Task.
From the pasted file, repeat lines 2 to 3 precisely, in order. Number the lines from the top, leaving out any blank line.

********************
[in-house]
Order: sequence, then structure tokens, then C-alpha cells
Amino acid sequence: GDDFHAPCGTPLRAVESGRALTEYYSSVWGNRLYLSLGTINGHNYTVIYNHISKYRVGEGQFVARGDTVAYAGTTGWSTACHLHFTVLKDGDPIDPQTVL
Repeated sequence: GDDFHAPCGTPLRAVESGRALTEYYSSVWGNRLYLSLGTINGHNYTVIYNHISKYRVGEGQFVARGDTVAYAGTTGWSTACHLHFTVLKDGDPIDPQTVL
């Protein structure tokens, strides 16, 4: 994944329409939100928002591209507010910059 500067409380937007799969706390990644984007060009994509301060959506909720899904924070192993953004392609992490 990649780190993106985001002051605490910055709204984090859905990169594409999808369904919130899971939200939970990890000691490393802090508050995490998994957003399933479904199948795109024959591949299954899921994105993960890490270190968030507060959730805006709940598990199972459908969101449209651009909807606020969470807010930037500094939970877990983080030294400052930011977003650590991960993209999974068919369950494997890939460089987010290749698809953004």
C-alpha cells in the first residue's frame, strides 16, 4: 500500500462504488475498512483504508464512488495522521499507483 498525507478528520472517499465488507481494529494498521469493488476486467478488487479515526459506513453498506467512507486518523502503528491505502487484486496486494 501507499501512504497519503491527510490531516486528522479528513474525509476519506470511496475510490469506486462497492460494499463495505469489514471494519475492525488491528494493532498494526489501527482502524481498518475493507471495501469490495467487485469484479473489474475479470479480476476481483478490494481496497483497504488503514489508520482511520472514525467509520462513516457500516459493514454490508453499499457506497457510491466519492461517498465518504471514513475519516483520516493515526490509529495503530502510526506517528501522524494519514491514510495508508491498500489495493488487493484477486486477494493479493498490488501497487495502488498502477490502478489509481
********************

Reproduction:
Order: sequence, then structure tokens, then C-alpha cells
Amino acid sequence: GDDFHAPCGTPLRAVESGRALTEYYSSVWGNRLYLSLGTINGHNYTVIYNHISKYRVGEGQFVARGDTVAYAGTTGWSTACHLHFTVLKDGDPIDPQTVL